D.D. Todd
Simon Fraser University,

Possible Heideggers

Richard Rorty’s eulogy of Martin Heidegger (LRB, 8 February) is shamefully tasteless, insensitive, infantile, and vulgar in the extreme. He seems to think that one should not be angry with Heidegger because, despising democracy, as does every good intellectual, he also worshipped at the phallic shrine of Nazism, joined the Party (in both senses of the word), and betrayed his colleagues and his country to support a movement which, in one of its few instances of sanity, had the good sense to reject him in favour of an even greater mind, Alfred Rosenberg, whose position as the ideological and doctrinal theoretician of the most obscene, banal, puerile, and maniacal system ever devised in the entirety of human history Rorty’s hero coveted. The Nazi Heidegger was not a hypocrite; Nazism was Heideggerism authentically made flesh. To be a hypocrite would require Heidegger to think one way and act another, but surely all of Nazism is contained within the deranged, demented putrescence of his Teutonic furz, his Gesamelte Werke.

Sidney Halpern
Temple University, Pennsylvania

The Kosovo Question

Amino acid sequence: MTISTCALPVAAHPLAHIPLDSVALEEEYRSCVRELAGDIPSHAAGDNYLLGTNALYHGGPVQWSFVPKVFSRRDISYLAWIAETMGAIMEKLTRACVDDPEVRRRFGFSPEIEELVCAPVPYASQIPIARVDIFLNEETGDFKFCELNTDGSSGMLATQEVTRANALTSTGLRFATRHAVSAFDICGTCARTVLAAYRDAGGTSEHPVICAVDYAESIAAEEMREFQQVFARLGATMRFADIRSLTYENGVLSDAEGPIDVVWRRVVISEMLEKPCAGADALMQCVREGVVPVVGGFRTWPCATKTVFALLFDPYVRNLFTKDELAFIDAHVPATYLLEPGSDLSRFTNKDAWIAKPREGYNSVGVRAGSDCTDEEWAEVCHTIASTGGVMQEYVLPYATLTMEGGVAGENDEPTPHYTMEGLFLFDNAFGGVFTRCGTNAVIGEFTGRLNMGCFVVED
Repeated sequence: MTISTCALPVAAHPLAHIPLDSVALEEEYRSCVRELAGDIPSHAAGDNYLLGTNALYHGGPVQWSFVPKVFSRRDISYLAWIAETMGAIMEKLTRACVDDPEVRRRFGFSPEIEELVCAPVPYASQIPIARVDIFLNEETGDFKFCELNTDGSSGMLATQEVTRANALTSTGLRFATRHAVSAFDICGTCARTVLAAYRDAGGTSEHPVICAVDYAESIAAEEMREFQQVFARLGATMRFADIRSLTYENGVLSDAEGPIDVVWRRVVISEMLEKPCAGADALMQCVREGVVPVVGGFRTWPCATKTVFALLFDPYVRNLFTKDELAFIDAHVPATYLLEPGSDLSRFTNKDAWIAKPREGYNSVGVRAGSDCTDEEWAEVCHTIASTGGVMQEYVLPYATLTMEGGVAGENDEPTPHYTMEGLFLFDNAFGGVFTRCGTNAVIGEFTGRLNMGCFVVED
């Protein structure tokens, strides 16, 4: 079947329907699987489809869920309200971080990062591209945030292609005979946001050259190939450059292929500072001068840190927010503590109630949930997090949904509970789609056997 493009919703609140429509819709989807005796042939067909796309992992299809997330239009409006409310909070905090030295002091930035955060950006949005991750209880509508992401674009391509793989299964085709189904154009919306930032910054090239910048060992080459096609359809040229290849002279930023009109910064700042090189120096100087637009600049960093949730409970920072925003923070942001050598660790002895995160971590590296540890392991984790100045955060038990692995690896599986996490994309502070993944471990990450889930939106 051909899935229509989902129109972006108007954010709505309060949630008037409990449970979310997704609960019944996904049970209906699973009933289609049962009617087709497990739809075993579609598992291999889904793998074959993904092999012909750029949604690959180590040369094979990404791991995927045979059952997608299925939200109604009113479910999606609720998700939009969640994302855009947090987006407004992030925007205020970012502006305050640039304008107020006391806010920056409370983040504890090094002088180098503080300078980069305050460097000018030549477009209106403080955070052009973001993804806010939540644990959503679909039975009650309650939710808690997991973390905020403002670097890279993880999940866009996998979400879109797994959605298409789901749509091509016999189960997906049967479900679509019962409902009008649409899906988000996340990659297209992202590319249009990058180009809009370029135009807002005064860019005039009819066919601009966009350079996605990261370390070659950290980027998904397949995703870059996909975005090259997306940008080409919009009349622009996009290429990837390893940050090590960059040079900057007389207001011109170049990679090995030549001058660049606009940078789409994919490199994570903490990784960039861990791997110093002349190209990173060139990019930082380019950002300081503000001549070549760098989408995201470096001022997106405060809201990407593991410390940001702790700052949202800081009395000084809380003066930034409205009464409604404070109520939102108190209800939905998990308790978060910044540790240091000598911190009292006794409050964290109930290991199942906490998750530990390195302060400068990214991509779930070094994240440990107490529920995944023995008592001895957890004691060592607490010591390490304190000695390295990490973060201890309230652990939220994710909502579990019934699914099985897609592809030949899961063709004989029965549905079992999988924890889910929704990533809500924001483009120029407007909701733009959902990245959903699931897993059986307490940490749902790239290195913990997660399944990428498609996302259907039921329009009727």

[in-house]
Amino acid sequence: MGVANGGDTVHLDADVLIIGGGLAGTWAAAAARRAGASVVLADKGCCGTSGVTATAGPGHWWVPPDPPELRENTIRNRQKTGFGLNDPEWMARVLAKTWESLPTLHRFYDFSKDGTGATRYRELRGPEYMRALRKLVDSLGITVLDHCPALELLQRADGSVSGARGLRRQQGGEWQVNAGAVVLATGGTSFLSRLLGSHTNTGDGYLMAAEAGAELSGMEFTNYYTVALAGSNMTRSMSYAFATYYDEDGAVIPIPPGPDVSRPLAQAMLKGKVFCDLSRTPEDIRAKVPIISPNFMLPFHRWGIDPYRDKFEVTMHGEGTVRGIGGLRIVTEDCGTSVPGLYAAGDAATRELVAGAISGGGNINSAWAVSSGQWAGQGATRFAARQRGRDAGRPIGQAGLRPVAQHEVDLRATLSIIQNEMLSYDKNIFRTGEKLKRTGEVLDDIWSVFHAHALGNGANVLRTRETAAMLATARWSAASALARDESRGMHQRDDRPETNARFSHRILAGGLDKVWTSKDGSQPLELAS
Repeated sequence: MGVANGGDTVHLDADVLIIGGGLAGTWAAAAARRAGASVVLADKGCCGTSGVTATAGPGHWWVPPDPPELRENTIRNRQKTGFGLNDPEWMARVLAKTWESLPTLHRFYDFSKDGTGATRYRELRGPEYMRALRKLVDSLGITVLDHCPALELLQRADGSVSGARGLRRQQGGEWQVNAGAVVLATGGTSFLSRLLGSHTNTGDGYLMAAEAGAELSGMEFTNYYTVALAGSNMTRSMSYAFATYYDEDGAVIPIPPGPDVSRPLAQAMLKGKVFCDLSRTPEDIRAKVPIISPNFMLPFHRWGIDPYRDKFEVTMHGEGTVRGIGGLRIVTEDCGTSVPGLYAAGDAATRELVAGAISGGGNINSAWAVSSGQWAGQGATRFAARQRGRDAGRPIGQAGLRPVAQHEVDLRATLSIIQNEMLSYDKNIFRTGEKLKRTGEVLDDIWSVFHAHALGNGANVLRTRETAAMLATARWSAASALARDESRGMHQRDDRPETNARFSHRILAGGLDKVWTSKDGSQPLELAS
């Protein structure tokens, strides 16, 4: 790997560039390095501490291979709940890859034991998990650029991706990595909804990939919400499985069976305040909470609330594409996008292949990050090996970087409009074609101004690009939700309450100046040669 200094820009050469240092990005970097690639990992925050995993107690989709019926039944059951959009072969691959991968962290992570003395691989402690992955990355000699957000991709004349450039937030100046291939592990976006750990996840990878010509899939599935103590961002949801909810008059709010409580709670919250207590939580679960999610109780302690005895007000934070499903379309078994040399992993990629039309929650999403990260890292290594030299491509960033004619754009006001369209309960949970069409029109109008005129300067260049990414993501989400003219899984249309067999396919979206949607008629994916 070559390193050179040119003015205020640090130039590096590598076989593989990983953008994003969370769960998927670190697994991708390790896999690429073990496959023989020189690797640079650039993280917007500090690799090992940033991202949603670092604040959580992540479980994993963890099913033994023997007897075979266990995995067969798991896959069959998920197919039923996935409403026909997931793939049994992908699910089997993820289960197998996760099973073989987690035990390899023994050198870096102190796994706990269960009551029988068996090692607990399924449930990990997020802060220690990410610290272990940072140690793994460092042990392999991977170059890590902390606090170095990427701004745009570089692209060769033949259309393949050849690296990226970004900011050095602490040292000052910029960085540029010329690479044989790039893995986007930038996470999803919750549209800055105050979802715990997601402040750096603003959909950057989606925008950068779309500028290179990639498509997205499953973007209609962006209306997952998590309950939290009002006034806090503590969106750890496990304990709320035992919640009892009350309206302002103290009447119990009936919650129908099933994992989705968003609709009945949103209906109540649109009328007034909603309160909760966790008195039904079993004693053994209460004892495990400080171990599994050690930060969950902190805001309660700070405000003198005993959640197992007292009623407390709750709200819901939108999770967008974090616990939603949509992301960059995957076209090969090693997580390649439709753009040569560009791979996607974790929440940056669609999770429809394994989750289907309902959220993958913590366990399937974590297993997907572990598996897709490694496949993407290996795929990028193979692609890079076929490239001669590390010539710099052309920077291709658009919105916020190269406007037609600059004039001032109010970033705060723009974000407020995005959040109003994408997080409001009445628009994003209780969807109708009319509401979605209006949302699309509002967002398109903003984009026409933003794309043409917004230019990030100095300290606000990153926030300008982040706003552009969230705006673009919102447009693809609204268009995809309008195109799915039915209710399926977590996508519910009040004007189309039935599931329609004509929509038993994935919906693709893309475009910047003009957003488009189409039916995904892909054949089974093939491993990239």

I am replying to Branka Magas’s letter (Letters, 22 March) about my Yugoslavian Diary. First of all, apologies to all lovers of Kosovian minutiae: it was indeed the Party and not the Government headquarters which saw the first demonstrations of the latest Kosovo unrest. As for the number of people who turned out: 30,000 was the figure widely accepted in Kosovo – indeed by the various horses’ mouths referred to by Branka Magas. Ms Magas is wrong on some other points: local Communist leader Rahman Morina was prevented from being heard at this same demonstration, which Ms Magas calls largely silent. To talk about unprovoked (her italics) police action is a bit rich from someone who denigrates a journalist’s attempt to provide a ‘little local colour’: certainly these police actions against stone-throwing kids can be called unjustified, but hardly, in view of the stone-throwing, unprovoked.

Ms Magas says a solution to the Kosovo question is obvious. It is a matter, for her, of giving democratic rights to Yugoslavia’s ‘third-largest minority’. But the problem remains one of trying to convince Yugoslavia’s largest minority, the Serbs, that they should accept such a solution. Ms Magas’s ‘solution’ may be the most desirable one, but it is politically unviable. Serbian nationalists would not accept it. I feel considerable sympathy for the rest of her arguments. Ultimately she is more optimistic about the future of Yugoslavia than I am. I hope very much that she is right.

Sam Miller
London W11


Thank you for reproducing one of Don Bachardy’s Last Drawings of Christopher Isherwood in the 22 February issue of LRB. Still, I cannot help wondering what ‘Herr Issyvoo’ would think of having his time-worn body and pudenda exhibited to your entire readership in a full-page reproduction of one of Bachardy’s drawings. It seems a pity you chose to print it without a worthy accompanying essay.

Jacques Burdick
New York